Abuja — I feel compelled to write about the current brouhaha about a Hausa film actress, Maryam, whose home sex video with a local man, Bobo, has been much bandied in the media and beamed to thousands (millions?) of phones via Bluetooth and the web.
I learned of it at a shopping complex in Kano on 18 August; it was what everyone there was talking about. And before the day ran out, three of my friends had called to talk about it. In the days following, it seemed to have captured the minds and tongues of everyone (Not being a film buff, I have little knowledge of Hausa film stars and the name did not ring a bell).
For all the self-righteous condemnation of the video, which has been expressed by people, thousands (millions?) have saved the video clip on their phones. (Go on, admit it, you probably have it on yours too). Despite the moral grandstanding, men and women have been saving the video clip to watch again and again at their convenience. What does that say about the society we have become?
If I did not know our hypocritical society, I would have been shocked that the focus of the condemnation has been Maryam and the blame placed squarely on her. I heard that some 'moralists' in Kano had planned to burn down the house she had been living in, save for the timely consideration of the fact that the house is rented and not owned. A friend of mine remarked that "the girl's life is finished" and this was echoed by many. "No one will marry her now" was another much made statement. "How could she have been so stupid?"
The sooner we begin calling a spade a spade (forgive my use of the expression) in Nigeria, the sooner we will begin to address the numerous social ills that are plaguing our society. Maryam did not commit the act alone. And Bobo was the one who insisted on the recording, despite her protests. Yet I do not hear anyone predicting that Bobo's life is finished. He, a married man with kids, has for the main part been left out of the equation.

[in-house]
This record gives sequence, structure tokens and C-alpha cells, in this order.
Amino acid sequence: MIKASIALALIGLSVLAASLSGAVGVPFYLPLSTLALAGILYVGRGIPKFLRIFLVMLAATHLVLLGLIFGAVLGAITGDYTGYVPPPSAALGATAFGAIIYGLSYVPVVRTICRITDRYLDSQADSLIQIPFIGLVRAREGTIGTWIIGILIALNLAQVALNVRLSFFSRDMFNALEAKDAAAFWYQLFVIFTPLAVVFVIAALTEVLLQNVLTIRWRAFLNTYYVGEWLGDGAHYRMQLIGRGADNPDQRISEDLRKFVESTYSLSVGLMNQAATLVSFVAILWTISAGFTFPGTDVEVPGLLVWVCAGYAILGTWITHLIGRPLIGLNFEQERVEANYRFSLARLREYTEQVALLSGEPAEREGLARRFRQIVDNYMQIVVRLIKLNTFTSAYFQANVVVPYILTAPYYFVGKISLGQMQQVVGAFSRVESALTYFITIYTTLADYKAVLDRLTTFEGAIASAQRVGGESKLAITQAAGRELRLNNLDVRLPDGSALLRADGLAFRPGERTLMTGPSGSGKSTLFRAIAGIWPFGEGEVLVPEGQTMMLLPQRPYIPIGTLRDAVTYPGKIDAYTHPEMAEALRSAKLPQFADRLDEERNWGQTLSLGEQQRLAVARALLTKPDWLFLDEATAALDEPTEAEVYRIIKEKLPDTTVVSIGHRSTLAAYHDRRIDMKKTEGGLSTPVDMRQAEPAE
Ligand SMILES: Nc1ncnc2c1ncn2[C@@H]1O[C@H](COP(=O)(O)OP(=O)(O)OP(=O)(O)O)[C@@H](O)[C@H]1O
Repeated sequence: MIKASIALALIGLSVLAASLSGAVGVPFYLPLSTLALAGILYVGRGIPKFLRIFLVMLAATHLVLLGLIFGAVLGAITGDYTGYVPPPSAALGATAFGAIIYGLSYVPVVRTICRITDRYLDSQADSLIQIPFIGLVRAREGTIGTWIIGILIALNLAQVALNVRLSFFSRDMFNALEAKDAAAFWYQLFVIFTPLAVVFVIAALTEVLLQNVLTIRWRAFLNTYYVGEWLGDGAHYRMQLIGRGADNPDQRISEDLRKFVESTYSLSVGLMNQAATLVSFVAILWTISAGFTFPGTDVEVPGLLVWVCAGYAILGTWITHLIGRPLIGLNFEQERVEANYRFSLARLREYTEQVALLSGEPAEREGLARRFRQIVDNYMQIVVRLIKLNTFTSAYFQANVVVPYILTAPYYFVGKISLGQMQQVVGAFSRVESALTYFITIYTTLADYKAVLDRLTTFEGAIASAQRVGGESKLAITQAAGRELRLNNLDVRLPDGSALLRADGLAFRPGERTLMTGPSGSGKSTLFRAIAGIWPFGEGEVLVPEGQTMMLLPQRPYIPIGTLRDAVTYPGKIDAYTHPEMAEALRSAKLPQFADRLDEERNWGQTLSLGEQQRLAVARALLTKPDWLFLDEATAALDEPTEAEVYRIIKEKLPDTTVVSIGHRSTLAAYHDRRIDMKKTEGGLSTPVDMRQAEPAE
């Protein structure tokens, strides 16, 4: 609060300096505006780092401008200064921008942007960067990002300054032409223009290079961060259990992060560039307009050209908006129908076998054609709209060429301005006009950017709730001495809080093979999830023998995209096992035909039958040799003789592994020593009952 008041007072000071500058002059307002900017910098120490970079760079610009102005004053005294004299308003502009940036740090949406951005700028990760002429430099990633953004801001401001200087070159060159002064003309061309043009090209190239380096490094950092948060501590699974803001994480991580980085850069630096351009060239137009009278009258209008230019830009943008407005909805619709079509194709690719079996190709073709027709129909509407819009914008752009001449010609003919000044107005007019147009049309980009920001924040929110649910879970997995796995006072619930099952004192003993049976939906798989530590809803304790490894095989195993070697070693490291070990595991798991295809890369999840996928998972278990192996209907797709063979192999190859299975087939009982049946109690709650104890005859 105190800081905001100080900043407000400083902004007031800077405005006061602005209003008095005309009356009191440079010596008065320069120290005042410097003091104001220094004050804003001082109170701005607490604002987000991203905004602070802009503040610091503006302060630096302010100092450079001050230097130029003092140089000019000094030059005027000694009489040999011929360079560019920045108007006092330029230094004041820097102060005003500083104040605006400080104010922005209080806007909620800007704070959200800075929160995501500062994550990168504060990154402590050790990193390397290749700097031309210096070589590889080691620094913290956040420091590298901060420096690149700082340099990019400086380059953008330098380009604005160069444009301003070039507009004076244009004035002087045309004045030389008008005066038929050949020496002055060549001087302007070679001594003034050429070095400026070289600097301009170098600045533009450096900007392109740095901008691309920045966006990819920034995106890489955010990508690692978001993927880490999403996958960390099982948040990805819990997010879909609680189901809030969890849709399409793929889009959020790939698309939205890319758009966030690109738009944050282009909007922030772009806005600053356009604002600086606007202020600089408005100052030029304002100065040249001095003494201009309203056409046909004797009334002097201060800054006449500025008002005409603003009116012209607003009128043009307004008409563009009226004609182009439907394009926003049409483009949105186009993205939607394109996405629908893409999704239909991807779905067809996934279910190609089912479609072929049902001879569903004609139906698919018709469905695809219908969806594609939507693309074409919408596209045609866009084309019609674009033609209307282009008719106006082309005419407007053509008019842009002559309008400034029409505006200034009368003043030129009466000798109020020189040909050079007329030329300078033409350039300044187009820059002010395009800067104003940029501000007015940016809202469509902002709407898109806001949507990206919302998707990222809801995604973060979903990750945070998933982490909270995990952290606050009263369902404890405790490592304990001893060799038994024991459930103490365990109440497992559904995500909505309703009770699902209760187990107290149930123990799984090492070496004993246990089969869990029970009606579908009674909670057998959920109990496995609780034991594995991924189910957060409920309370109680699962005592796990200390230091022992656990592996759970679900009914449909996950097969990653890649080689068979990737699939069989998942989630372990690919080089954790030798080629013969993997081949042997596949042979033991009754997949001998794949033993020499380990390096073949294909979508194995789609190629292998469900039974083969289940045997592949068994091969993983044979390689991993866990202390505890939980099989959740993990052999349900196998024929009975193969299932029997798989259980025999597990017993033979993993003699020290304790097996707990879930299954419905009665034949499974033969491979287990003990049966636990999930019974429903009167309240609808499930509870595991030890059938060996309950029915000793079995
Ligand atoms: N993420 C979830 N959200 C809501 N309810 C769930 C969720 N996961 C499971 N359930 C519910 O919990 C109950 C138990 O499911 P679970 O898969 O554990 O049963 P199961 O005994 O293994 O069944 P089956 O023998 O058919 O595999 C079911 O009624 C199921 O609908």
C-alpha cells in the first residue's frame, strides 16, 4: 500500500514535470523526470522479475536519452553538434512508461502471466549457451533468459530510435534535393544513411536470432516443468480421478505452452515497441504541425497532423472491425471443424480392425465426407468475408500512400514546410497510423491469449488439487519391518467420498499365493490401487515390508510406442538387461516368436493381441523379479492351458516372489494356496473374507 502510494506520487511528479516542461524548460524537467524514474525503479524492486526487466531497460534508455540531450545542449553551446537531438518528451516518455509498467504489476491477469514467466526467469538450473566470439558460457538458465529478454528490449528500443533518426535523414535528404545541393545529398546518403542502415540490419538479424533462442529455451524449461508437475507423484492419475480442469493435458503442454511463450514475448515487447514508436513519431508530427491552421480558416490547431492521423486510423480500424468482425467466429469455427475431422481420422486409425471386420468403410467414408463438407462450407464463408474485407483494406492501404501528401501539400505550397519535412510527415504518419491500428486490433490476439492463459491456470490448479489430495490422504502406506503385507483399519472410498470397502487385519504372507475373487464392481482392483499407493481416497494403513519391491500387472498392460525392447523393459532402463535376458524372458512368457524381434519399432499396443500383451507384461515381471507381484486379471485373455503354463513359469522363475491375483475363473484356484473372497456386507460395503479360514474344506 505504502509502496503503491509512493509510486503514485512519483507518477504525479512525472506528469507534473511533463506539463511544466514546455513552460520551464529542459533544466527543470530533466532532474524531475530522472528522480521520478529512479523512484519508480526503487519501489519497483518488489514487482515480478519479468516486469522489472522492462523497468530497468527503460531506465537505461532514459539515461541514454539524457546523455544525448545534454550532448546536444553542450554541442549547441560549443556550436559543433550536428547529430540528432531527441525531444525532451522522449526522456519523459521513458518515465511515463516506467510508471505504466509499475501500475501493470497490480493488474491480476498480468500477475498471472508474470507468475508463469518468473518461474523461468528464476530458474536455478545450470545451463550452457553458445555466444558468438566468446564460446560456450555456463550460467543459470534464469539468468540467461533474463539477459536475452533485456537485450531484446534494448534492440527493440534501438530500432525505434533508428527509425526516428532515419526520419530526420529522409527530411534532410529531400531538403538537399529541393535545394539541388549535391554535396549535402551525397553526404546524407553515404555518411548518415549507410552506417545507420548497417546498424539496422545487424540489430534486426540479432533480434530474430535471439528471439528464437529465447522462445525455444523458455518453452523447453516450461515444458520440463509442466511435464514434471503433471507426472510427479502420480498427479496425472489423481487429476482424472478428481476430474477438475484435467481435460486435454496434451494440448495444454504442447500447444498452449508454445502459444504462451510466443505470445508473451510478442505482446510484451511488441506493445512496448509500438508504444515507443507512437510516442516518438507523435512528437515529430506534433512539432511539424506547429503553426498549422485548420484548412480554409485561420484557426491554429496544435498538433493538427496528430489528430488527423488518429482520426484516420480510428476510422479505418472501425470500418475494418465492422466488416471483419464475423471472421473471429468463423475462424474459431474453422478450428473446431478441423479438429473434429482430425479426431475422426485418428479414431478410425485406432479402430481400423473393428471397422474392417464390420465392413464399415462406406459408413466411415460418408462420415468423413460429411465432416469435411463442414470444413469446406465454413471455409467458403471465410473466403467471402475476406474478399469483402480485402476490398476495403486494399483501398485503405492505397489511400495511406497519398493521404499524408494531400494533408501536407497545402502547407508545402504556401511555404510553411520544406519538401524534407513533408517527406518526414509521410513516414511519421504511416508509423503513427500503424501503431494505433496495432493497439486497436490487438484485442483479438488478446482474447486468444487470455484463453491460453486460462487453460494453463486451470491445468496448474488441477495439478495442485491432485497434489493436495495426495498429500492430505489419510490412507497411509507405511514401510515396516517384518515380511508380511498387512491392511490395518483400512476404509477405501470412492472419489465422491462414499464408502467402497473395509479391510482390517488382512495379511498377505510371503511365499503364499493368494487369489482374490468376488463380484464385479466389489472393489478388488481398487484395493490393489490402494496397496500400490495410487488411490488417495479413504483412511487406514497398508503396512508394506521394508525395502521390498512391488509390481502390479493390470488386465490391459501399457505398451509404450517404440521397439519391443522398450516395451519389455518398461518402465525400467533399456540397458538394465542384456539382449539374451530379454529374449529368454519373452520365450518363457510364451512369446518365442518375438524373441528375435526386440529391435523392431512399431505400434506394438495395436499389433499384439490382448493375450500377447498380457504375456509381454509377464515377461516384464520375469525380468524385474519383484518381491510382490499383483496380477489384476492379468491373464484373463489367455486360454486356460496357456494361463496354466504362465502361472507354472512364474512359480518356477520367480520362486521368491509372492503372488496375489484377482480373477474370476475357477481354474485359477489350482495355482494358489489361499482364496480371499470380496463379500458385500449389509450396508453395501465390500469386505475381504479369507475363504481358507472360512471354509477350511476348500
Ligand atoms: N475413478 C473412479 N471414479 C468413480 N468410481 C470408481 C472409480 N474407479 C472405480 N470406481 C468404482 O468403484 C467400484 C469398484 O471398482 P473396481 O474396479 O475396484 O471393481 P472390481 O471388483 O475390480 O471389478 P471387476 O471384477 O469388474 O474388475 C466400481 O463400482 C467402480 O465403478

It highlights the commonly held notion in Muslim societies (encouraged by many 'holy' men and the often repeated claim that the prophet (SAW) had said there will be more women in hell than men) that women are the sources and generators of sexual interest in men and should be covered from head to toe, to be seen and not heard. Women are cast as harbingers of sexual immorality. This attitude helps to conveniently absolve men of the need to practise control and self-restraint (or so they think).
My point is further illustrated by a story in the Daily Trust of Tuesday, 21 August, which stated that in the wake of the sex video scandal, a chief imam in Zamfara State had called for a ban on mobile phones for girls. According to the report, the imam is of the opinion that possession of mobile phones by girls "is leading to a total collapse of morals". No mention was made of the girl's sex partner in that report, even though it was actually his phone that was used, and he was the director and main cameraman of the video clip.